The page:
Although Deseo is a business that has used PPP loans to help add jobs to the economy, Velarde has had trouble finding people to take these jobs. Before the pandemic, the salon had 11 employees and last year, Velarde had to replace six employees during the pandemic. She said some of them decided not to return due to the unemployment benefits they were receiving. Right now, the salon is in need of five more employees.
“It’s been really hard to get people to come back. And we offer by far, like, the highest pay in the industry, we pay their health insurance in full. We pay for paid time off, we have 401(k), we also pay a ton for marketing to retain new clients and get new prospects,” Velarde said.
Velarde decided to offer these benefits last year in an attempt to retain employees. She hopes that increasing compensation and providing new benefits will let current and future employees know she cares about what is important to them.
She believes the PPP loan she received fulfilled its purpose and didn’t apply for a second one. The last day to apply was May 31.
The end of PPP
Kulkarni said although the PPP loans helped the economy overall, he believes government assistance will not be given so fast and at such a great volume again, because it could set a dangerous precedent for the economy.
“We cannot have a sustainable policy of giving out the money to the people all the time. There are consequences of that, money has to come from somewhere,” he said.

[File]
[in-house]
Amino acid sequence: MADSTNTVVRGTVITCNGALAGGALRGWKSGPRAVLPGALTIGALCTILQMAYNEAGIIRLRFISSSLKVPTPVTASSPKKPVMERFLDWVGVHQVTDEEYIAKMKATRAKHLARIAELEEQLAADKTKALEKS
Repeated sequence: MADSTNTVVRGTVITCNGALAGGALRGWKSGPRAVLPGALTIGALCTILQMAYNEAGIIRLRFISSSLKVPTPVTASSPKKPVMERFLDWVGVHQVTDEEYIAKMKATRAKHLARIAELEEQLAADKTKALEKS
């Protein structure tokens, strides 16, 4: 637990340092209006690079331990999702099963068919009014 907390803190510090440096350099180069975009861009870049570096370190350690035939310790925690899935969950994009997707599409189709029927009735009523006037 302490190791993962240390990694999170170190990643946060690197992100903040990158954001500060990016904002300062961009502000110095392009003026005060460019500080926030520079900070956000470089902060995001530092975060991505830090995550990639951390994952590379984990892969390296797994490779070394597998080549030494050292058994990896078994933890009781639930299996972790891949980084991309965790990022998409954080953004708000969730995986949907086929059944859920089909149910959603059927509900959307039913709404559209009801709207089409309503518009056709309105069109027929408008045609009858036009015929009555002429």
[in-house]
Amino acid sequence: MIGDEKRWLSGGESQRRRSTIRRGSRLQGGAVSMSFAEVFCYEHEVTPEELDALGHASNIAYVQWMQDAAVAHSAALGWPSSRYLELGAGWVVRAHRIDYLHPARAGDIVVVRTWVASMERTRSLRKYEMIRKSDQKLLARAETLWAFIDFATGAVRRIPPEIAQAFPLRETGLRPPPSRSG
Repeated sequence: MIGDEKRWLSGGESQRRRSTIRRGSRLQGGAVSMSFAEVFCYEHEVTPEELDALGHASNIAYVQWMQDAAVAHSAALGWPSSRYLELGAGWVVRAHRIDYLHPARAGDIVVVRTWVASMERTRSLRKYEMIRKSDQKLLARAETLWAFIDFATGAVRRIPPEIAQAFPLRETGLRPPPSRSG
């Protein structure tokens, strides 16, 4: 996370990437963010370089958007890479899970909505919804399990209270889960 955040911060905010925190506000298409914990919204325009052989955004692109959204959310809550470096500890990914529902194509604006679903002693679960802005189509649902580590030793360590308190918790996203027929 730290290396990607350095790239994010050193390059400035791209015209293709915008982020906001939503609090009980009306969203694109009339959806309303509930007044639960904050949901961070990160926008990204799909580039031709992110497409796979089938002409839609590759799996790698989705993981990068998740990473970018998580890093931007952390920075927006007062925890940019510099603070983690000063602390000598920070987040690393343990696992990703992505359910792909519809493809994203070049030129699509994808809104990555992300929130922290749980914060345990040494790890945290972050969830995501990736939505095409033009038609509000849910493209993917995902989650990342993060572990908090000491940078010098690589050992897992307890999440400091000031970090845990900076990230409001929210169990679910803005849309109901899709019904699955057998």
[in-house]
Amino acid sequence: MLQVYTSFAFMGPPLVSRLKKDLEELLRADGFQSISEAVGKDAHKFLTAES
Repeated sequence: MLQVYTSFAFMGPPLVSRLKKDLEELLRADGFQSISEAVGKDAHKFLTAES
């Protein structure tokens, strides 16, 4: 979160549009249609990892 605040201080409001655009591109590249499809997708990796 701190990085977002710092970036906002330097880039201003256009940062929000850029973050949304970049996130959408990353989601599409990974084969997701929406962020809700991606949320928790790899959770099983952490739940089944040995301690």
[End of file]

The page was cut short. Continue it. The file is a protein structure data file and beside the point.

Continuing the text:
To prepare for the upcoming variants, Kulkarni suggests that small businesses begin looking for other ways to borrow money just in case.
“If I’m a small business person, I will start looking for short-term loans so they will find out who can help me on the government level as well as in any other way, and I start managing that just in case the shock gets worse, I better be ready” he said.
Cox is still paying interest on her loan and isn’t sure if it will be forgiven yet. Because of this — and the complicated application process — she reluctantly decided not to apply for a second PPP loan.
“It takes so long for you to even get it,” Cox said. “I didn’t know what my payback status was going to be and I just didn’t want to take out another one.”
Colorado Sun staff writer Tamara Chuang contributed to this story.